In our post-racist age . . .

I keep hearing about the new “post-racial” world, how we’re beyond all that, the past is behind us, and people who keep harping about racism should just get over it.

My friend Wallis sent me an article by Tim Wise from Z Magazine. In a deeply personal story, he illustrates how deeply our racism is buried.

Wise’s grandmother was what he describes as “a good liberal.” Growing up in Nashville, she forced her father to burn his Klan robes and confronted racist comments wherever she heard them—from friends, family or strangers.

Late in life, his grandmother developed Alzheimer’s disease. As her body and mind shut down, a disturbing thing happened. “She began to refer to her mostly black nurses by the all-too common term, which forms the cornerstone of white America’s racial thinking—Nigger. A word she would never have uttered from conscious thought, but one that remained locked away in her subconscious despite her best intentions and lifelong commitment to standing strong against racism.”

“Here was a woman who no longer could recognize her own children; a woman who had no idea who her husband had been; no clue where she was, what her name was, what year it was-and yet, knew what she had been taught at a very early age to call black people. Once she was no longer capable of resisting this demon, tucked away like a ticking time bomb in the far corners of her mind, it reasserted itself and exploded with a vengeance. She could not remember how to feed herself, for God’s sake. She could not go to the bathroom by herself. She could not recognize a glass of water for what it was. But she could recognize a nigger. America had seen to that–and no disease was going to strip her of that memory. Indeed, it would be one of the last words she would say, before she finally stopped talking at all.”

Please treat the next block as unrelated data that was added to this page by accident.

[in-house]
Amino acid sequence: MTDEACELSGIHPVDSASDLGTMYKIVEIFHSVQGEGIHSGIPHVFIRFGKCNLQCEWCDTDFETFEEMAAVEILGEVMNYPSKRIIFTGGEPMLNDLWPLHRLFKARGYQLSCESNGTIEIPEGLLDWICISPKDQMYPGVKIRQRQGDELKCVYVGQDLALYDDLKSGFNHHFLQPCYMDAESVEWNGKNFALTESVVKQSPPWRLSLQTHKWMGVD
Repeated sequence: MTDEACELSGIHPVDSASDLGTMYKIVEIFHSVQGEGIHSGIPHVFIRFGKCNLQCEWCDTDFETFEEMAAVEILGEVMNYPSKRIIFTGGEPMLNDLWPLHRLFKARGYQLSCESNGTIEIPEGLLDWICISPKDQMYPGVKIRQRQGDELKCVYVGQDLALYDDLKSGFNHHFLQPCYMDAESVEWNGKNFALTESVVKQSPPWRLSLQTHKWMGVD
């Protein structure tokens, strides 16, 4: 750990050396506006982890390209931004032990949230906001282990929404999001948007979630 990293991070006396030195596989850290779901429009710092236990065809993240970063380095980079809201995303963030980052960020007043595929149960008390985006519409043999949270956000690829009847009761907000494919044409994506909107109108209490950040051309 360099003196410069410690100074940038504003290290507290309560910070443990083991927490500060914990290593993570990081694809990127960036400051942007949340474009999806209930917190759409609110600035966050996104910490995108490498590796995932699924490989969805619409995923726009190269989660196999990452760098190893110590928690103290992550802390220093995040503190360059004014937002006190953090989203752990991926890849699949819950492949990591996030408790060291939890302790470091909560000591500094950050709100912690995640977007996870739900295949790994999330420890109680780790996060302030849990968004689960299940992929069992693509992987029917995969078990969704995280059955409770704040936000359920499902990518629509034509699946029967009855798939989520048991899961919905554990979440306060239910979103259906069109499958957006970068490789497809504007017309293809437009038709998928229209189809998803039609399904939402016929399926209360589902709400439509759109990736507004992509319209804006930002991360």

One Klan member described Wise as “deceptively Aryan looking”

Wise lectures about racism all over the country and his message is this:

“Those persons called “white” have a particular obligation to fight racism because it is our problem, created in its modern form by us, for the purpose of commanding power over resources and opportunities at the expense of people of color. Furthermore, all whites, irrespective of their liberal attitudes, “tolerance” for others, and decent voting records, have to address the internalized beliefs about white superiority [my emphasis] from which we all suffer. No one is innocent. No one is unaffected by the daily socialization to which we are all subjected—specifically with regard to the way we are taught to think about persons of color in this society: their behaviors, lifestyles, intelligence or beauty.”

One response »

  1. I have no recollection of using the “N” word either in writing or speech. I’m certain I must have at some point in my life, if only to repeat something I’d heard. From the time that I broke away from the more negative aspects of the culture of my childhood, I left behind such things, or did I? I admit that I live in fear of something happening to me that would be similar to Tim Wise’s grandmother. I have thought of a future in which I say things that I now abhor and cannot envision ever uttering . . . blasphemies, curses, hateful words of a sort like racist comments. I’ve decided that I can only live my life now with compassion and consideration and hope I’ll be forgiven for things I might say later, or that I’ll die before that happens. It’s a scary thing to me to think my last moments on this beautiful planet might be spewing ugliness.


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